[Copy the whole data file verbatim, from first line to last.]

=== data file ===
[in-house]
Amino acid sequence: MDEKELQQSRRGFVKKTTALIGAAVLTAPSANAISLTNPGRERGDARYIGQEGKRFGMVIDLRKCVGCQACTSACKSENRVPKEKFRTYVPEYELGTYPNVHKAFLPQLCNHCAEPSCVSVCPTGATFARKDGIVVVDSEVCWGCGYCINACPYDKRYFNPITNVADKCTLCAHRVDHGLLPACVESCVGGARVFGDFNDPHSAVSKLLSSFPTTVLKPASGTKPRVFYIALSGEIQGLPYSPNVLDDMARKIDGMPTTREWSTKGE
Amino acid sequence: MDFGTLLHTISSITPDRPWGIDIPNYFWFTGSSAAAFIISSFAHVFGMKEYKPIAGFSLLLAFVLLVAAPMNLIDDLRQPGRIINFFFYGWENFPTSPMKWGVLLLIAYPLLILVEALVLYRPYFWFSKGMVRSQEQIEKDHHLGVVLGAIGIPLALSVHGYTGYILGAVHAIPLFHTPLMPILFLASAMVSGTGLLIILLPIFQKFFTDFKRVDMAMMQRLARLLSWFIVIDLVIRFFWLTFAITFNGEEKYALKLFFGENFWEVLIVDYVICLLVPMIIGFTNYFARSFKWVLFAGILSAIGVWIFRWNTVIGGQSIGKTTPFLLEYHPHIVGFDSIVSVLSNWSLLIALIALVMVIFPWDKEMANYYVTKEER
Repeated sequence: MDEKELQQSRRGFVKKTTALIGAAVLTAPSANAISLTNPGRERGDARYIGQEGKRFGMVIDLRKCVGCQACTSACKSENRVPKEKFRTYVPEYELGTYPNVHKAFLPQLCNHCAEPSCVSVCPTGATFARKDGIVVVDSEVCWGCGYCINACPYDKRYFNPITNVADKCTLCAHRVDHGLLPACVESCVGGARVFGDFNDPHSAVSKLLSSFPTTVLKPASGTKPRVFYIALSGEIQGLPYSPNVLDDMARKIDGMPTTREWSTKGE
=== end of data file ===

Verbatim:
[in-house]
Amino acid sequence: MDEKELQQSRRGFVKKTTALIGAAVLTAPSANAISLTNPGRERGDARYIGQEGKRFGMVIDLRKCVGCQACTSACKSENRVPKEKFRTYVPEYELGTYPNVHKAFLPQLCNHCAEPSCVSVCPTGATFARKDGIVVVDSEVCWGCGYCINACPYDKRYFNPITNVADKCTLCAHRVDHGLLPACVESCVGGARVFGDFNDPHSAVSKLLSSFPTTVLKPASGTKPRVFYIALSGEIQGLPYSPNVLDDMARKIDGMPTTREWSTKGE
Amino acid sequence: MDFGTLLHTISSITPDRPWGIDIPNYFWFTGSSAAAFIISSFAHVFGMKEYKPIAGFSLLLAFVLLVAAPMNLIDDLRQPGRIINFFFYGWENFPTSPMKWGVLLLIAYPLLILVEALVLYRPYFWFSKGMVRSQEQIEKDHHLGVVLGAIGIPLALSVHGYTGYILGAVHAIPLFHTPLMPILFLASAMVSGTGLLIILLPIFQKFFTDFKRVDMAMMQRLARLLSWFIVIDLVIRFFWLTFAITFNGEEKYALKLFFGENFWEVLIVDYVICLLVPMIIGFTNYFARSFKWVLFAGILSAIGVWIFRWNTVIGGQSIGKTTPFLLEYHPHIVGFDSIVSVLSNWSLLIALIALVMVIFPWDKEMANYYVTKEER
Repeated sequence: MDEKELQQSRRGFVKKTTALIGAAVLTAPSANAISLTNPGRERGDARYIGQEGKRFGMVIDLRKCVGCQACTSACKSENRVPKEKFRTYVPEYELGTYPNVHKAFLPQLCNHCAEPSCVSVCPTGATFARKDGIVVVDSEVCWGCGYCINACPYDKRYFNPITNVADKCTLCAHRVDHGLLPACVESCVGGARVFGDFNDPHSAVSKLLSSFPTTVLKPASGTKPRVFYIALSGEIQGLPYSPNVLDDMARKIDGMPTTREWSTKGE